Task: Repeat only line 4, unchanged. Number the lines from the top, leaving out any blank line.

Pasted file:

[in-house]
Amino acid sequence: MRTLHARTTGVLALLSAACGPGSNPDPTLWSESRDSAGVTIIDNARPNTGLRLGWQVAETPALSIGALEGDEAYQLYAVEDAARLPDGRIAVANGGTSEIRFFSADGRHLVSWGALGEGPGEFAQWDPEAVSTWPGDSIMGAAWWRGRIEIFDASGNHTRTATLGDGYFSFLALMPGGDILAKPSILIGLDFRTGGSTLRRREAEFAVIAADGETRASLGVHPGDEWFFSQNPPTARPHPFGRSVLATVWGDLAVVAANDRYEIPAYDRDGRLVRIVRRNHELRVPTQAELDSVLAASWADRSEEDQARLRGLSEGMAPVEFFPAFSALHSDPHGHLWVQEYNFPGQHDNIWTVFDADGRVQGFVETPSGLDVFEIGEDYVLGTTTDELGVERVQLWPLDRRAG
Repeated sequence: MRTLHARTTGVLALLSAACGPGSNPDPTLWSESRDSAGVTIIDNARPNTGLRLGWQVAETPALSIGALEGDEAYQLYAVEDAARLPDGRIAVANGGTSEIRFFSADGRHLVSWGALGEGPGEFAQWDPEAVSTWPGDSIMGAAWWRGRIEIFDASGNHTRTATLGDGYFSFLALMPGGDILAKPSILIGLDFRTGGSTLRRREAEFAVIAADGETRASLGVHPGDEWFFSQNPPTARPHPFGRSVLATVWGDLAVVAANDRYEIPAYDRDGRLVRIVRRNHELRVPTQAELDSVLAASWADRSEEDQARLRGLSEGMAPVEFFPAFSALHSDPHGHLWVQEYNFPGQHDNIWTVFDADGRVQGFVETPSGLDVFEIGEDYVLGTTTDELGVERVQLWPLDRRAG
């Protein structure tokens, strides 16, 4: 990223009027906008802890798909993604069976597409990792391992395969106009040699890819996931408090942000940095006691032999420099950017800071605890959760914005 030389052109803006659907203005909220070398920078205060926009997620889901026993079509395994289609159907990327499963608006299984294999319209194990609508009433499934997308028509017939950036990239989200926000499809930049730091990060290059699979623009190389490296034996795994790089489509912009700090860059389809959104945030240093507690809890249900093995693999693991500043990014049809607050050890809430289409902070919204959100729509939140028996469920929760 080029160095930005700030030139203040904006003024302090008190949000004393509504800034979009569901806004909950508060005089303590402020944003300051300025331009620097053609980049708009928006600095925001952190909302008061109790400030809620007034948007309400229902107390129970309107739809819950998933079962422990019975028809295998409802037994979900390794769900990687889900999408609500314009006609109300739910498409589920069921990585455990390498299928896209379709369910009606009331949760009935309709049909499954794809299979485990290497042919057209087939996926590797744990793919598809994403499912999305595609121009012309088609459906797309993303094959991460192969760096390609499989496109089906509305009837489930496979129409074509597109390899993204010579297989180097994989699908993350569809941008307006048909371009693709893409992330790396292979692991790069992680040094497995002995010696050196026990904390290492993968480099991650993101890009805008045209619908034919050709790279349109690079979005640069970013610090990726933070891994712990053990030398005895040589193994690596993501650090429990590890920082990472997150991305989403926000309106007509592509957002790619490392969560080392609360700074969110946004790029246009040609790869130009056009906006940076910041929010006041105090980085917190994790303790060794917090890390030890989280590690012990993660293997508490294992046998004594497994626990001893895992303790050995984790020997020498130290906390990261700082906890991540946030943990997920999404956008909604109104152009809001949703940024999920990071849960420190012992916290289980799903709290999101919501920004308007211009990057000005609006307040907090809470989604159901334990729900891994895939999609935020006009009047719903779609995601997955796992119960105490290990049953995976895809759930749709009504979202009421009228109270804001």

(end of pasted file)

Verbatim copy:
């Protein structure tokens, strides 16, 4: 990223009027906008802890798909993604069976597409990792391992395969106009040699890819996931408090942000940095006691032999420099950017800071605890959760914005 030389052109803006659907203005909220070398920078205060926009997620889901026993079509395994289609159907990327499963608006299984294999319209194990609508009433499934997308028509017939950036990239989200926000499809930049730091990060290059699979623009190389490296034996795994790089489509912009700090860059389809959104945030240093507690809890249900093995693999693991500043990014049809607050050890809430289409902070919204959100729509939140028996469920929760 080029160095930005700030030139203040904006003024302090008190949000004393509504800034979009569901806004909950508060005089303590402020944003300051300025331009620097053609980049708009928006600095925001952190909302008061109790400030809620007034948007309400229902107390129970309107739809819950998933079962422990019975028809295998409802037994979900390794769900990687889900999408609500314009006609109300739910498409589920069921990585455990390498299928896209379709369910009606009331949760009935309709049909499954794809299979485990290497042919057209087939996926590797744990793919598809994403499912999305595609121009012309088609459906797309993303094959991460192969760096390609499989496109089906509305009837489930496979129409074509597109390899993204010579297989180097994989699908993350569809941008307006048909371009693709893409992330790396292979692991790069992680040094497995002995010696050196026990904390290492993968480099991650993101890009805008045209619908034919050709790279349109690079979005640069970013610090990726933070891994712990053990030398005895040589193994690596993501650090429990590890920082990472997150991305989403926000309106007509592509957002790619490392969560080392609360700074969110946004790029246009040609790869130009056009906006940076910041929010006041105090980085917190994790303790060794917090890390030890989280590690012990993660293997508490294992046998004594497994626990001893895992303790050995984790020997020498130290906390990261700082906890991540946030943990997920999404956008909604109104152009809001949703940024999920990071849960420190012992916290289980799903709290999101919501920004308007211009990057000005609006307040907090809470989604159901334990729900891994895939999609935020006009009047719903779609995601997955796992119960105490290990049953995976895809759930749709009504979202009421009228109270804001």